This work is a documentation of my ancestor’s seeds which carry our memories and history. For me, it is like finding a treasure. I found these seeds in my 92 year-old grandfather’s homes stored in plastic bags.
For the past five years, I have been exploring notions of identity, histories, memory and nostalgia. I am interested in my family’s relationship with the land. I was born and raised in a family of Newar farmers or Jyapus in Kathmandu. Jyapus are believed to be among the first settlers and indigenous inhabitants of Kathmandu Valley.
Even though my family is no longer actively farming, my family still preserves the seeds, grain and agricultural tools that they used for generations. These objects hold a strong sense of personal and collective heritage. My grandfather is known as a seed bank within the farmer community.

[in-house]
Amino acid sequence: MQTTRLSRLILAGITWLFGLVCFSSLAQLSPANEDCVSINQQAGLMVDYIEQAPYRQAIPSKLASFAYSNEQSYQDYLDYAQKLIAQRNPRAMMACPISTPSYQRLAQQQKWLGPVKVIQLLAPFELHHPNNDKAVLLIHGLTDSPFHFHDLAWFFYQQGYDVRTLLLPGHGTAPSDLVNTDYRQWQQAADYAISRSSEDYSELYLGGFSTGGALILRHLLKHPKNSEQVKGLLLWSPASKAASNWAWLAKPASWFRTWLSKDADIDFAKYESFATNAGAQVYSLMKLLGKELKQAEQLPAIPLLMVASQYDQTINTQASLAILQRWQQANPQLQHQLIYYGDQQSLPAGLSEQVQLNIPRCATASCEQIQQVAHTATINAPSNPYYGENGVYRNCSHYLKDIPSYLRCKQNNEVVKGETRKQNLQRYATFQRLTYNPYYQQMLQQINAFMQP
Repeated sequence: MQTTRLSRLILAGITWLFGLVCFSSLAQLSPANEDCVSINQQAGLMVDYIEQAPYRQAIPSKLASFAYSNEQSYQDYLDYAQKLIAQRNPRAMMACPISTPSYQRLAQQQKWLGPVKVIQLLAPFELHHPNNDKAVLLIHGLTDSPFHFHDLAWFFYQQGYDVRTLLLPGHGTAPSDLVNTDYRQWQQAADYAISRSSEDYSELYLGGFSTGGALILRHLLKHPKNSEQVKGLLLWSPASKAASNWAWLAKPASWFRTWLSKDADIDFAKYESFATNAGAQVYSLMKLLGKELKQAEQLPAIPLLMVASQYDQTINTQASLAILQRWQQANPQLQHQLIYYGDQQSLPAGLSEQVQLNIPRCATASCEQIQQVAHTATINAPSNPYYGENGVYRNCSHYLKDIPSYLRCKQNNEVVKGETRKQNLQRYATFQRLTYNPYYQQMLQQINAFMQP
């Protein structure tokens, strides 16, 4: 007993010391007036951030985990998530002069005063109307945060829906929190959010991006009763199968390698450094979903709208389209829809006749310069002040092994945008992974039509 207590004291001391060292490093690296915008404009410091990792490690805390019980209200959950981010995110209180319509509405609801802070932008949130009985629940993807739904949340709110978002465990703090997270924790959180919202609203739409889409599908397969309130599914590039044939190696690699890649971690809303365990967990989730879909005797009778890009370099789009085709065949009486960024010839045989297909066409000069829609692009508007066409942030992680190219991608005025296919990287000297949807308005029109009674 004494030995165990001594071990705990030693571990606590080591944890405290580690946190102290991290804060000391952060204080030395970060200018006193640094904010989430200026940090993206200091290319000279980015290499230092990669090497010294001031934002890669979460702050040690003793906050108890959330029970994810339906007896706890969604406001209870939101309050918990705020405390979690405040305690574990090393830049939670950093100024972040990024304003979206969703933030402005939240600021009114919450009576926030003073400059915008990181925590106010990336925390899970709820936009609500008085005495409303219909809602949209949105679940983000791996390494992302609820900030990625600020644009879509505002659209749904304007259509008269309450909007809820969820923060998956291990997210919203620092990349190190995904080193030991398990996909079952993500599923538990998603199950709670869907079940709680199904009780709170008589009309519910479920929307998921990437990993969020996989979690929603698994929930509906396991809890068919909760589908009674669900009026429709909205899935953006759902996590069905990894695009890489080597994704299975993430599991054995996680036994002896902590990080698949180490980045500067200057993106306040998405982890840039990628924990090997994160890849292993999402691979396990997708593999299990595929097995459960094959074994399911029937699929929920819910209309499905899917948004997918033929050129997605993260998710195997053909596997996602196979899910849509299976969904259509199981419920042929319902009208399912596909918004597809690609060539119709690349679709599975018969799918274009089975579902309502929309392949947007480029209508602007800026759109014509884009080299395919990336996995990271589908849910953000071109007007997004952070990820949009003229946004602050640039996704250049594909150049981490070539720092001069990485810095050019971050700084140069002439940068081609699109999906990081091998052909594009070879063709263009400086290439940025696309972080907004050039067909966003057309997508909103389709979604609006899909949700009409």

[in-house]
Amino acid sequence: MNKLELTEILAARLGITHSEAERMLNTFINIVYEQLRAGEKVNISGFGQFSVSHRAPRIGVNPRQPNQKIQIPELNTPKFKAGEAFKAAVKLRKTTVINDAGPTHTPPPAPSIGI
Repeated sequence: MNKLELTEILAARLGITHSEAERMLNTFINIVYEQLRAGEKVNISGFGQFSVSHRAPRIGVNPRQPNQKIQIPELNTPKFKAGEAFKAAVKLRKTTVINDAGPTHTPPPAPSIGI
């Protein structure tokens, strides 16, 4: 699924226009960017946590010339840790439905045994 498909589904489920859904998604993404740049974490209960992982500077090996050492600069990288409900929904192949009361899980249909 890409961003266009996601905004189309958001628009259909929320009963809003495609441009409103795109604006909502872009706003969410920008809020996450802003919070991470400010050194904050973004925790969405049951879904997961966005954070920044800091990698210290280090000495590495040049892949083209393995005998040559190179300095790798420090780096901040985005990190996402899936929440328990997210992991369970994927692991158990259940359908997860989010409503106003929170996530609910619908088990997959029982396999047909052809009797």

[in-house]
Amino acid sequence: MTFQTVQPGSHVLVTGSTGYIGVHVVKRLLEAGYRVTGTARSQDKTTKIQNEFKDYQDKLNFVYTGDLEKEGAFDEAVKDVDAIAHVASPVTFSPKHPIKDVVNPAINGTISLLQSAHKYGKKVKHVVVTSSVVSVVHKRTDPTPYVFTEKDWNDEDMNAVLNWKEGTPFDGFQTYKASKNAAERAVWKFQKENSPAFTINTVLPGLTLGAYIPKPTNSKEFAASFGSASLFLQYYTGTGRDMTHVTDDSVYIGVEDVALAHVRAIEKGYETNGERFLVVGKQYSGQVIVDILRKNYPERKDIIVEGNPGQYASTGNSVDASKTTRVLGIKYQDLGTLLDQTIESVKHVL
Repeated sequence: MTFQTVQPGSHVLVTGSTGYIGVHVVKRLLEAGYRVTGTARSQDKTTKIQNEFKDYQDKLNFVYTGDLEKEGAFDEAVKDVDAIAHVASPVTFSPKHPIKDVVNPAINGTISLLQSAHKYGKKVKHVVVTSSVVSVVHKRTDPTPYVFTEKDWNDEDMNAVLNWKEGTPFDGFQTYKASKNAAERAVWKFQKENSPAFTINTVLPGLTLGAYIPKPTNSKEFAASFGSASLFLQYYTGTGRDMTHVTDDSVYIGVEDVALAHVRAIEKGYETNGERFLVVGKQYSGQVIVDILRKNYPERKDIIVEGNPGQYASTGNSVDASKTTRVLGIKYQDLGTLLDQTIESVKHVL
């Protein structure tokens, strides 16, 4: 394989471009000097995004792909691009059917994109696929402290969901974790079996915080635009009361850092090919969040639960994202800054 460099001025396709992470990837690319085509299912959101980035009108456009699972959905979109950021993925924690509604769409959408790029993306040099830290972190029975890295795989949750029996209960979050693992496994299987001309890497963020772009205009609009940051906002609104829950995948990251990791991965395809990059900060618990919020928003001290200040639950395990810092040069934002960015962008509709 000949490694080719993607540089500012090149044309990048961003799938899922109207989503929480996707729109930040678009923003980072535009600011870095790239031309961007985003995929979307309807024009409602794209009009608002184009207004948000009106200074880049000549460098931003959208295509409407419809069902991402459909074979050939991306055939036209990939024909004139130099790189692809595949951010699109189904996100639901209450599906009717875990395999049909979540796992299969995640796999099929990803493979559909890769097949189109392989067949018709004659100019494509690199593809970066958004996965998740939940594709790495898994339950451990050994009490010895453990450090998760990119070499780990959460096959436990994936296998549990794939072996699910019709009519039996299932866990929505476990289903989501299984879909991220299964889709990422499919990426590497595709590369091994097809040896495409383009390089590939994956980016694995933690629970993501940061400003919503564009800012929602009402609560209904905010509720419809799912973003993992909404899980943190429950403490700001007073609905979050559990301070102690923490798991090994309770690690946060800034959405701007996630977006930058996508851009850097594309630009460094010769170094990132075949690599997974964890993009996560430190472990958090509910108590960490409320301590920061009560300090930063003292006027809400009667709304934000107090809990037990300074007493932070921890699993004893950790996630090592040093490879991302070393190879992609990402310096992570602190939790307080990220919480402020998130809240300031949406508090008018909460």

Within my lifetime, Kathmandu has changed rapidly. Sadly, our farmlands have turned into a concrete jungle. The dying out of agriculture will possibly also mark the end of many rituals and cultural traditions of my community.
I started my project by documenting the tangible and intangible heritage of my ancestors as they slowly vanish from our thoughts and practices. I have begun to record my grandfather’s oral history. As an artist, I feel this is the best way I can pay homage to my ancestors.